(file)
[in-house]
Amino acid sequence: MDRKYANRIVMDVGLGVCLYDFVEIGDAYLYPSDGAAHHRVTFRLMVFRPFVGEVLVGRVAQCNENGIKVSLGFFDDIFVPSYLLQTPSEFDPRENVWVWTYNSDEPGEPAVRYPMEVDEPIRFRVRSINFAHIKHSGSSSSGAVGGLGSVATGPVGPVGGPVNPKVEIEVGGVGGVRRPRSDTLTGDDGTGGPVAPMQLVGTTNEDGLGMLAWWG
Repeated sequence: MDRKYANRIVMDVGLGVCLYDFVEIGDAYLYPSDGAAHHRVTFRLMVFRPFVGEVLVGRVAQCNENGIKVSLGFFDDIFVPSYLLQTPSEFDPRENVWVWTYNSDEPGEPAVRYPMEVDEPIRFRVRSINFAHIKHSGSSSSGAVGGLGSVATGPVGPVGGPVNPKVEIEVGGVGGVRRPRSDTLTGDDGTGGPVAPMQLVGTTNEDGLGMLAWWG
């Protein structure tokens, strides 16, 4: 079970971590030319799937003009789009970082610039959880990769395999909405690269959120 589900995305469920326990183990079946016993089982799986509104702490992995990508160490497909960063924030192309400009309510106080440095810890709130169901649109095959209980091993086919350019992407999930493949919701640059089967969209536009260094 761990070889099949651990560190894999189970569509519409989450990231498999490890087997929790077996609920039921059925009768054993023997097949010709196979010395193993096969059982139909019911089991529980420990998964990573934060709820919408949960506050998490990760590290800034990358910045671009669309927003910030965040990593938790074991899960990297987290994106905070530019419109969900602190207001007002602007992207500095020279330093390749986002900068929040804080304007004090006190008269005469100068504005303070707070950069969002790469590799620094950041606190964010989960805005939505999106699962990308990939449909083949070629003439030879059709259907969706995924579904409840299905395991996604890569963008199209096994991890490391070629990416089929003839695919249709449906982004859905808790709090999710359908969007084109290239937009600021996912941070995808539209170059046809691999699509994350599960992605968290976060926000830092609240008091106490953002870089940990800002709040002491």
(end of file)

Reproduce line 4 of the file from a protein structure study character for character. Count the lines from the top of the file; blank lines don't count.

């Protein structure tokens, strides 16, 4: 079970971590030319799937003009789009970082610039959880990769395999909405690269959120 589900995305469920326990183990079946016993089982799986509104702490992995990508160490497909960063924030192309400009309510106080440095810890709130169901649109095959209980091993086919350019992407999930493949919701640059089967969209536009260094 761990070889099949651990560190894999189970569509519409989450990231498999490890087997929790077996609920039921059925009768054993023997097949010709196979010395193993096969059982139909019911089991529980420990998964990573934060709820919408949960506050998490990760590290800034990358910045671009669309927003910030965040990593938790074991899960990297987290994106905070530019419109969900602190207001007002602007992207500095020279330093390749986002900068929040804080304007004090006190008269005469100068504005303070707070950069969002790469590799620094950041606190964010989960805005939505999106699962990308990939449909083949070629003439030879059709259907969706995924579904409840299905395991996604890569963008199209096994991890490391070629990416089929003839695919249709449906982004859905808790709090999710359908969007084109290239937009600021996912941070995808539209170059046809691999699509994350599960992605968290976060926000830092609240008091106490953002870089940990800002709040002491």